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Syracuse football: what to watch for vs North Carolina

Can the Orange bounce back on the road?

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NCAA Football: North Carolina at South Carolina Jim Dedmon-USA TODAY Sports

The Syracuse Orange (4-1, 0-1) head to Chapel Hill this weekend to take on the North Carolina Tar Heels (4-0, 1-0) with a chance to get back on the winning track. What are we watching for in Saturday’s game?

Kevin: Who steps up for the offense?

Outside of LeQuint Allen, Syracuse hasn’t had a consistent playmaker to take the pressure off of Garrett Shrader’s shoulders. Last week Dan Villari emerged as a contributor to the Syracuse offense before he got a knock. Will Villari be ready for an increased role this week? If not, can Umari Hatcher and Donovan Brown return to the success they found in the first two games of the season? The Orange are going to need to score some points if they want to head home with a win.

Mike: Passes between the hashes

Shrader’s strength has been going over the middle ever since he arrived in Syracuse, but that gameplan disappeared last week. I’m not convinced that one guy can replace O.G.’s consistency (maybe Isaiah Jones once he returns) but Coach Beck has to get creative with the personnel that are available. Perhaps Damien Alford in the slot? Allen running some V routes out of the backfield? Thunder Dan and David Clement in dual TE sets?

Steve: Does the secondary hold up?

By the look test and the stats test, the Syracuse defense looks great this season. They’re tenth in total defensive grades from PFF.com, with the secondary grading out fourth best in the country in coverage. Now I’m not sure if they’re that good, but we saw some good things against Clemson that may help prepare them for Drake Maye and the coming storm this week. Whether we can handle Maye and the UNC receivers will be a major deciding factor on if the team can walk away from Chapel Hill victorious.

Dom: Can Shrader return to his out-of-conference performance?

Shrader’s final stat line versus Clemson looked below the standards he was producing at — all due to a mix of the Tigers’ stellar defense, the Orange’s thinning receiving corps and an early first quarter hit which threw him off for the rest of the game. Fortunately, North Carolina’s defense (61st in total defense in the NCAA) sits way lower than that of Clemson (ninth-best total defense in the NCAA). Moving forward, getting as much out of Shrader still remains the lifeline to keeping the Orange in the seven- to nine-win range.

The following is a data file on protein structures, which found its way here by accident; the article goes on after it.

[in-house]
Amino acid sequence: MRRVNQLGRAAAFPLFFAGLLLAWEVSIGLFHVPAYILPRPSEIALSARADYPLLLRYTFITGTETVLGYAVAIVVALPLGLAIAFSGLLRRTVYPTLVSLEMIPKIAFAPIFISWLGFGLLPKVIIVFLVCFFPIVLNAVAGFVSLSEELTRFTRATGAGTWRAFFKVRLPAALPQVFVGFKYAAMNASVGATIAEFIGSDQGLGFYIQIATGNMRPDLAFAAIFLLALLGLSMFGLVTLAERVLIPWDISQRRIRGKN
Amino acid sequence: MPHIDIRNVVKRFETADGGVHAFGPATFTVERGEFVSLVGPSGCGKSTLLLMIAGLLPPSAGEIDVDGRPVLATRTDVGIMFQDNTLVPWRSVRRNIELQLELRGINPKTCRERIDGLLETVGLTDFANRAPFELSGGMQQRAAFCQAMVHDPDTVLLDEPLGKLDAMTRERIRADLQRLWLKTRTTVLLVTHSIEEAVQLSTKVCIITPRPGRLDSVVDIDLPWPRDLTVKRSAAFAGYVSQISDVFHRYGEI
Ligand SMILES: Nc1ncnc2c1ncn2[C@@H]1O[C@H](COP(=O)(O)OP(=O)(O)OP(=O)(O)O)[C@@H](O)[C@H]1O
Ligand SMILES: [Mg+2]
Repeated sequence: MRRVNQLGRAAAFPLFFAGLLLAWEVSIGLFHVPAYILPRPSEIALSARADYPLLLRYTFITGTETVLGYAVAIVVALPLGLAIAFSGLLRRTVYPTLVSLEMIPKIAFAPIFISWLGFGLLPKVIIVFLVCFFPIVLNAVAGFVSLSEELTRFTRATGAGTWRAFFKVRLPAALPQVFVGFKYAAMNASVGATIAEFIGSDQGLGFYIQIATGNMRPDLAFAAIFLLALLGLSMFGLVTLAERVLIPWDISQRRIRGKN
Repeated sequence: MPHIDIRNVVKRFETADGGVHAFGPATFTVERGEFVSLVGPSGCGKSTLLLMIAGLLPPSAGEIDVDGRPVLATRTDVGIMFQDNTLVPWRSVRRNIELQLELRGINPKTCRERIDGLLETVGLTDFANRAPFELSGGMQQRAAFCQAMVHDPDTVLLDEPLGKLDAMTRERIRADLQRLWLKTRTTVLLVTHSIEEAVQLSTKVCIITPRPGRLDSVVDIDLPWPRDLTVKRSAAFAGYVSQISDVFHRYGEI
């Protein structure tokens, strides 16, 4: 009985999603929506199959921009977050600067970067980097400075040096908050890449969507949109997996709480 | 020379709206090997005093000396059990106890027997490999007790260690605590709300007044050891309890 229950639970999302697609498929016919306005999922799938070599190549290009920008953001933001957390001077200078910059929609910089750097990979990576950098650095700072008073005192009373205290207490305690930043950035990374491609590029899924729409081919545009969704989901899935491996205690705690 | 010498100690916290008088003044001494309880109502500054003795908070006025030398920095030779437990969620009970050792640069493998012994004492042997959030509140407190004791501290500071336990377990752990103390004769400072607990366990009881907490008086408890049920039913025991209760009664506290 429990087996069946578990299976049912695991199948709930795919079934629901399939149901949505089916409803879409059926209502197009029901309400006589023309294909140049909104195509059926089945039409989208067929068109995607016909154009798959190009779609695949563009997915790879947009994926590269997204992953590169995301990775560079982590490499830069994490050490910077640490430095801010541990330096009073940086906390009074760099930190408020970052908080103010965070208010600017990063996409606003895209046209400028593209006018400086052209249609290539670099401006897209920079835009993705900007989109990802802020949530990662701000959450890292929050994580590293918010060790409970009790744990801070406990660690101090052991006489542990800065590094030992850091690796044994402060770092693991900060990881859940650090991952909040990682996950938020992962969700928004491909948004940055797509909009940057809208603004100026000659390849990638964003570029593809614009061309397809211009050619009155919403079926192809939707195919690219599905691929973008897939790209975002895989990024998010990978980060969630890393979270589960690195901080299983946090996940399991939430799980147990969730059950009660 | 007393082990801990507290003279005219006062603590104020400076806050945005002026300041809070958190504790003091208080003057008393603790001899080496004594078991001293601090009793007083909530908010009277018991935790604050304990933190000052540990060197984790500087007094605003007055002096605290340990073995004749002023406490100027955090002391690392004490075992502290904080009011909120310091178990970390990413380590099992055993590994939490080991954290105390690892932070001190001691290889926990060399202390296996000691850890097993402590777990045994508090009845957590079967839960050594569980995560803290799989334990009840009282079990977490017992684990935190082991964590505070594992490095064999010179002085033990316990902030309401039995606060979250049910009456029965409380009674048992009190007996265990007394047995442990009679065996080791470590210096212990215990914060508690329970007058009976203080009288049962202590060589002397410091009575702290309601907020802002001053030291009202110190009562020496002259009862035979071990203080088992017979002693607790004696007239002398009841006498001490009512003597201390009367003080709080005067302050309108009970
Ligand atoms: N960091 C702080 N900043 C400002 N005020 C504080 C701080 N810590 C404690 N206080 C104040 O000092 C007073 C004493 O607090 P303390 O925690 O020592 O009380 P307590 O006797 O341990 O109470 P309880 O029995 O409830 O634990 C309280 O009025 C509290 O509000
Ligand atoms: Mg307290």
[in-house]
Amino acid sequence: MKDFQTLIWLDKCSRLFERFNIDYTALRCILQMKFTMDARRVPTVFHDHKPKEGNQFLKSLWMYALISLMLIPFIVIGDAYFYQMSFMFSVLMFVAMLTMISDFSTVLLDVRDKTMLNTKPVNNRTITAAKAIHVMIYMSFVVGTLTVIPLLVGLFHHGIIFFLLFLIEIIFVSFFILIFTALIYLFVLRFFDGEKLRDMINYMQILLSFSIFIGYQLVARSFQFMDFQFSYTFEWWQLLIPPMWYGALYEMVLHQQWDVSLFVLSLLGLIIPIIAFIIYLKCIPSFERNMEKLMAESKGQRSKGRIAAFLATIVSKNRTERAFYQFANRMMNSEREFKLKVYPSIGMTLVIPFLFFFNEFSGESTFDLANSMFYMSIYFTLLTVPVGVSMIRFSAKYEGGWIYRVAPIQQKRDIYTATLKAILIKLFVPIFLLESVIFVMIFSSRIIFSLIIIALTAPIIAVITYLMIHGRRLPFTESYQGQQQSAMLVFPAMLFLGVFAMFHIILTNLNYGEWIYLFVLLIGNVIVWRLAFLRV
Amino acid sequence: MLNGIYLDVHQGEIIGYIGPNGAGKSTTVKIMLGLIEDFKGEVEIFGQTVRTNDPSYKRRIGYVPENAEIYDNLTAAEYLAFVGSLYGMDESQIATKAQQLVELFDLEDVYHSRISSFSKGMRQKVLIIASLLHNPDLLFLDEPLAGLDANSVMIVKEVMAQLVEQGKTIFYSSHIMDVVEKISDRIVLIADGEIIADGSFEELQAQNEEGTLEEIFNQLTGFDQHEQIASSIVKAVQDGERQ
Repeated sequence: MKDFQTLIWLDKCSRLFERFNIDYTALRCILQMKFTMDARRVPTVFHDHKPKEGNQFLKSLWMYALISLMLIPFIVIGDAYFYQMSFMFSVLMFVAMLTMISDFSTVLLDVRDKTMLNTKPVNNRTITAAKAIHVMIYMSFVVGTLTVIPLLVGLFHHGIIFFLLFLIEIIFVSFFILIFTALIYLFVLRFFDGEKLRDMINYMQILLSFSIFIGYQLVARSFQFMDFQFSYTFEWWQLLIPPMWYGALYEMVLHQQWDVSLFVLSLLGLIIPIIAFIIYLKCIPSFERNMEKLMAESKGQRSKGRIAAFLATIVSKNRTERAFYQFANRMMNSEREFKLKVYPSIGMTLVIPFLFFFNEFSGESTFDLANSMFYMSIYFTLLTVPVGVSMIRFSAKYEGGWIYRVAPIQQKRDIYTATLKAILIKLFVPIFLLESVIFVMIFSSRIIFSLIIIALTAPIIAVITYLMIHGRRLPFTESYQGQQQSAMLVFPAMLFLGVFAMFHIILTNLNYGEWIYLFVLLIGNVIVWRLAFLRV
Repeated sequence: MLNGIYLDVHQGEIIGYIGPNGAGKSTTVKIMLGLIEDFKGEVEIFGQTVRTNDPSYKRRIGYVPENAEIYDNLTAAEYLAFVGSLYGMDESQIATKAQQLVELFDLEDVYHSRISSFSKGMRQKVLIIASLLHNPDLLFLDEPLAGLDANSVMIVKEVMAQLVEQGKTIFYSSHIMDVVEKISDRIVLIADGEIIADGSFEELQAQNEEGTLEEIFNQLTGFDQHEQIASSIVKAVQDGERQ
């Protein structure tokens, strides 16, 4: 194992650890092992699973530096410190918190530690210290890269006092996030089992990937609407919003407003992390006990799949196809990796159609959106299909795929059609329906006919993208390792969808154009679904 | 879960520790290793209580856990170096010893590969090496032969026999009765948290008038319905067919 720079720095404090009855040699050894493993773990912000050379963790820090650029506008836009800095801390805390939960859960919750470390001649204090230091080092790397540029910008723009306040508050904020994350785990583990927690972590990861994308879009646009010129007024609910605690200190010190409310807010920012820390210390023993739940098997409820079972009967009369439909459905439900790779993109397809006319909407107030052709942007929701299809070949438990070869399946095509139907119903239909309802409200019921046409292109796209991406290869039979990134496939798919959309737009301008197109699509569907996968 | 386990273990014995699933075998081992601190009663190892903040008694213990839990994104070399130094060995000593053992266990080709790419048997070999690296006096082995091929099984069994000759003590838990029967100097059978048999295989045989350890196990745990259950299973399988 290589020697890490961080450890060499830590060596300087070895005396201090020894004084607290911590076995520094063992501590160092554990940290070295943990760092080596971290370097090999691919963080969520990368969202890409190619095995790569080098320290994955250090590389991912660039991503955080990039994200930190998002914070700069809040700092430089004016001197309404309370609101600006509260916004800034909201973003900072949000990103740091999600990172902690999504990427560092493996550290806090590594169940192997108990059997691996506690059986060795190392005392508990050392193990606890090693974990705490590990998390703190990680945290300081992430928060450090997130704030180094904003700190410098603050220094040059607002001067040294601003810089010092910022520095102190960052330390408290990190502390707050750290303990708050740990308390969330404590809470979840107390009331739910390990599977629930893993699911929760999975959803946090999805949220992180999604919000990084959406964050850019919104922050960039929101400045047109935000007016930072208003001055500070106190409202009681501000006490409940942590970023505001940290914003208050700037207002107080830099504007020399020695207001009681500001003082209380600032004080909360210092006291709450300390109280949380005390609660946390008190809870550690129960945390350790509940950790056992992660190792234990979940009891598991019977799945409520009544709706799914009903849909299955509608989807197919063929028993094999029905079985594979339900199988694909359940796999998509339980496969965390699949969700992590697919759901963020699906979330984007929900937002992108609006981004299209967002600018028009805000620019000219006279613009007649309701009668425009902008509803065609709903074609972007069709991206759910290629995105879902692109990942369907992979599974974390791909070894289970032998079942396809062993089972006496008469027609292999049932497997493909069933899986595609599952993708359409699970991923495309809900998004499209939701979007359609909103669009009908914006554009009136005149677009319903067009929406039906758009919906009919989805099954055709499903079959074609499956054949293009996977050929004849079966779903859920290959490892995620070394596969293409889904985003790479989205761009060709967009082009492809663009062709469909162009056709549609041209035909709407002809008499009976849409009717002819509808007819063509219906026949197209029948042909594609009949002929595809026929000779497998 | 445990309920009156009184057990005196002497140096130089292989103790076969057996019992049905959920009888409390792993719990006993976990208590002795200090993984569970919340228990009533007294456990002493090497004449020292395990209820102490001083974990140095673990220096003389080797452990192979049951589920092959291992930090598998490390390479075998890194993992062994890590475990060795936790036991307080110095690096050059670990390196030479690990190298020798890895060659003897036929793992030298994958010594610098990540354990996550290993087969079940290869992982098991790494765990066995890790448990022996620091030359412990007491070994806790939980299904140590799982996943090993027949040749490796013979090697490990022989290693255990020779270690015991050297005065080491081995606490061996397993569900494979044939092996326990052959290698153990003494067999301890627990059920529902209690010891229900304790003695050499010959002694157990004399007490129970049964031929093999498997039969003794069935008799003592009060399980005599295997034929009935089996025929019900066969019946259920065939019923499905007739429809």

Max: Limit the mental mistakes

Last weekend against Clemson, the Syracuse defense committed four back-breaking penalties on third down to automatically move the sticks for the Tigers. In fact, the Orange average over eight penalties a game, which is one of the worst marks in the nation. Traveling down to Chapel Hill as even bigger underdogs, SU must be more disciplined if they want any chance of an upset on Saturday.

Christian: Reinforcements inbound

I can confidently say that UNC’s aerial attack will be better than Clemson’s. The bad news for Syracuse is that the secondary struggled to contain the Clemson receivers. What we saw Dino Babers and Rocky Long do is bring in some of the talented transfers that the program brought in this offseason. Myles Farmer, Jaeden Gould, and Jayden Bellamy all played significant minutes late in the game against Clemson. If the starting secondary falters early, how soon do Babers and Long decide to bring in the transfers? It may be the key to slowing down the explosive UNC offense in order to keep the game close.

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Now it’s your turn, what are you watching for on Saturday?